Duval County Asked to Cancel Youth Behavior Survey, Loses $500,000 From CDC Grant

Duval County Asked to Cancel Youth Behavior Survey, Loses $500,000 From CDC Grant
Duval County Asked to Cancel Youth Behavior Survey, Loses $500,000 From CDC Grant

Duval County Public Schools has canceled its decade-old Youth Risk Behavior Survey at the request of the Florida Department of Education and will lose its half-million-dollar federal grant that helps fund teen health centers and other prevention coalitions.

YRBS is a self-administered, anonymous and optional survey that measures data on student behavior in areas such as tobacco, alcohol and drug use, sexual and physical activity, bullying, suicide and violence. It has been administered to Duval County’s middle and high school students since 2009.

About one in four middle school students (24.4%) reported having made a plan to commit suicide, and more than 16% of high school students reported having attempted suicide in the year before the survey, according to survey Duval County students took in 2021.

The survey also found that approximately 14% of high school students reported having been coerced into sexual intercourse.

On February 9, the Florida Commissioner of Education sent a letter to Duval County Superintendent Dr. Diana Greene “strongly urging” her to reconsider their participation in the survey, claiming that “the CDC Survey asks leading questions phrased in such a way that may actually introduce risk behavior for students,” according to a copy of letter sent to News4Jax.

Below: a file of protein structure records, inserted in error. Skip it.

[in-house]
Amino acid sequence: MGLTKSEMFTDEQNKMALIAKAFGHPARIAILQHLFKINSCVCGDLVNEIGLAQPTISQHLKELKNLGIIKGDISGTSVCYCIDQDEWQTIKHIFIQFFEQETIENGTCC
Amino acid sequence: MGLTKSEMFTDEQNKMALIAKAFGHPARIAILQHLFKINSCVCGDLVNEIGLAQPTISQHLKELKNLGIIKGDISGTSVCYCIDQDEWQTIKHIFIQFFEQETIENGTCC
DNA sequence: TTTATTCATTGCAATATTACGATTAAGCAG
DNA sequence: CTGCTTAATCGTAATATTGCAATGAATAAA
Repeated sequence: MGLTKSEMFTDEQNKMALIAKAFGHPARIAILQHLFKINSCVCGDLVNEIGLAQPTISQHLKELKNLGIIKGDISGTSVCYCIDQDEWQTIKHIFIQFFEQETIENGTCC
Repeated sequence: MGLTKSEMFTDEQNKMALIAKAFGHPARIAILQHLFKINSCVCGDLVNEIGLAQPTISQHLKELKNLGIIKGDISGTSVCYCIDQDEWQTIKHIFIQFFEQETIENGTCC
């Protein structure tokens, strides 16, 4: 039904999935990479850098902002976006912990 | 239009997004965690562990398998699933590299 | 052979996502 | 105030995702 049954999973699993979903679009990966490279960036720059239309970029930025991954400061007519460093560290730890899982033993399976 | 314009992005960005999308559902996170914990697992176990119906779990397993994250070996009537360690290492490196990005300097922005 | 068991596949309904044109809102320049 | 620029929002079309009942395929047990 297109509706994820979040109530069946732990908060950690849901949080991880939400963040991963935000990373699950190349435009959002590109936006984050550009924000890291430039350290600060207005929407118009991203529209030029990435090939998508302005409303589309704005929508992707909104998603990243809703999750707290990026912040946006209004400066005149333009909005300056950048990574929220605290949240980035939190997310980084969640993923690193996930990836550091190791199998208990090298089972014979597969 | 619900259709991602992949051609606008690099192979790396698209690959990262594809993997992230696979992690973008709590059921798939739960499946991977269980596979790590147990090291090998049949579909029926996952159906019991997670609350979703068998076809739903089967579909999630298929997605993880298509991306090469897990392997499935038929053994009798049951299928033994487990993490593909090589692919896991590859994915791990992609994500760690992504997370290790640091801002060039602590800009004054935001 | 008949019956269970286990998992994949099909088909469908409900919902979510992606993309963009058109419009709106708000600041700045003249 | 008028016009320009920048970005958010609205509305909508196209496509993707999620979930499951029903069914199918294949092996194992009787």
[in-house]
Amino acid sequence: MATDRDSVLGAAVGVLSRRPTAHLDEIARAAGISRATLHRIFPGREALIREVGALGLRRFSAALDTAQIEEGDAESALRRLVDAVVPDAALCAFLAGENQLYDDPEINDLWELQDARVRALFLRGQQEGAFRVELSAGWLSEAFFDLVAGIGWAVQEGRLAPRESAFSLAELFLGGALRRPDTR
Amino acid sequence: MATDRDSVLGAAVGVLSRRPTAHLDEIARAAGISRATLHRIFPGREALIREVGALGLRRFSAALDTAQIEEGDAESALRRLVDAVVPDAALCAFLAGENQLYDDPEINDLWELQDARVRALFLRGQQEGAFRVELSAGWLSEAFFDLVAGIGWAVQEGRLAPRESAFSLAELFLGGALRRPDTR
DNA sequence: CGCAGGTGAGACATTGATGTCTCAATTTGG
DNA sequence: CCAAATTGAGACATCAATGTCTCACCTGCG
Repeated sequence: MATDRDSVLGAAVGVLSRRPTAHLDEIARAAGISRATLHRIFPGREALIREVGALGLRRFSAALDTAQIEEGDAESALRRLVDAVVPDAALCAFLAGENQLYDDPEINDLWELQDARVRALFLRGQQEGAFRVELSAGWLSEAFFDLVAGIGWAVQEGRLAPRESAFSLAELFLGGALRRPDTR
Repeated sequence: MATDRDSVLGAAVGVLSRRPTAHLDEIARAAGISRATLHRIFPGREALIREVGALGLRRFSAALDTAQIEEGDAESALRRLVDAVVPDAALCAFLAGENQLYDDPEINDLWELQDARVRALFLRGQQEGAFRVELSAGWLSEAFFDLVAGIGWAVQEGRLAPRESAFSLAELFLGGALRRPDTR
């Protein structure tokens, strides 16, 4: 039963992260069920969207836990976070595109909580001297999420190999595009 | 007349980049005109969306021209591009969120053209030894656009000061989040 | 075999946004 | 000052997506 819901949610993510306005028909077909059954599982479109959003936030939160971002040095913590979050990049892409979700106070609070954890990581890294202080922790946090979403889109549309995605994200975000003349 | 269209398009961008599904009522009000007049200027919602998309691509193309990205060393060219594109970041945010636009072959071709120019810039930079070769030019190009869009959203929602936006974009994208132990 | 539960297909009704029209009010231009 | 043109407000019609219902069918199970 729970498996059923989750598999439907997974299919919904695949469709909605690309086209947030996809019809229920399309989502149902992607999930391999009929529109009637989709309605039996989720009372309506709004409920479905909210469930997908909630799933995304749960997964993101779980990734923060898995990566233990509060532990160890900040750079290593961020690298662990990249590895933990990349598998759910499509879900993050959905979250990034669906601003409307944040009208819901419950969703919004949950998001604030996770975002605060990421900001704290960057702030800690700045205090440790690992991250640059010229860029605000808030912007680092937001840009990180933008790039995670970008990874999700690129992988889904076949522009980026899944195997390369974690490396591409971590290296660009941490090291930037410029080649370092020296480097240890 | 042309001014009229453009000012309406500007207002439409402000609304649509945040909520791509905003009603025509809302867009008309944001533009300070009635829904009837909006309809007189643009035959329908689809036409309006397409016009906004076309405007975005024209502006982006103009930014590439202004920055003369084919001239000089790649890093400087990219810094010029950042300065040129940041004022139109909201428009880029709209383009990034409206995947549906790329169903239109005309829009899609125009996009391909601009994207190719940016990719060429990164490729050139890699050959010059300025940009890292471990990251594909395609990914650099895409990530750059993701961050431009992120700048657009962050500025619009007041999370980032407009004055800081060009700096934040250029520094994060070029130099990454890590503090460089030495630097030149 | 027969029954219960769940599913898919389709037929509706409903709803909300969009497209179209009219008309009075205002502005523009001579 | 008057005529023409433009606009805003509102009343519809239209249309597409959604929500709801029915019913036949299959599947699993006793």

YRBS is a required component of the CDC’s half-million dollar grant, so by canceling the survey, these counties now lose funding for three other resources:

  • Sexual health centers which include 15 teen health centers staffed by nurses and health educators who provide health education and STD, HIV and pregnancy testing, linkage to treatment, care and counseling
  • Safe and supportive environments including gender and sexuality alliances and resources for LGBTQ students
  • Sexual health education that provides medically accurate, age-appropriate reproductive health classes and teacher training
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A screenshot of the front page of the 2021 Duval County Youth Risk Behavior Survey fact sheet.
A screenshot of the front page of the 2021 Duval County Youth Risk Behavior Survey fact sheet.

While losing funding for these clinics does not mean they will be taken away from public schools, as they are required, the grant goes to pay trainers and train teachers on how to answer difficult questions from students.

“Many people rely on this data so they can get their own funding to pay for local initiatives to serve children and families,” said Professor Elissa Barr. “We have estimated that millions of dollars in prevention funds will be lost in Florida without this data.”

Elissa Barr is a public health professor at the University of North Florida and is the research coordinator for YRBS. She explained that one result of the YRBS data shows that sexual behavior is down in both junior and senior high schools, but over the past ten years there has been a statistically significant increase in those who have considered suicide.

“These data show that we need much more support and emphasis on mental health for our youth,” Barr said.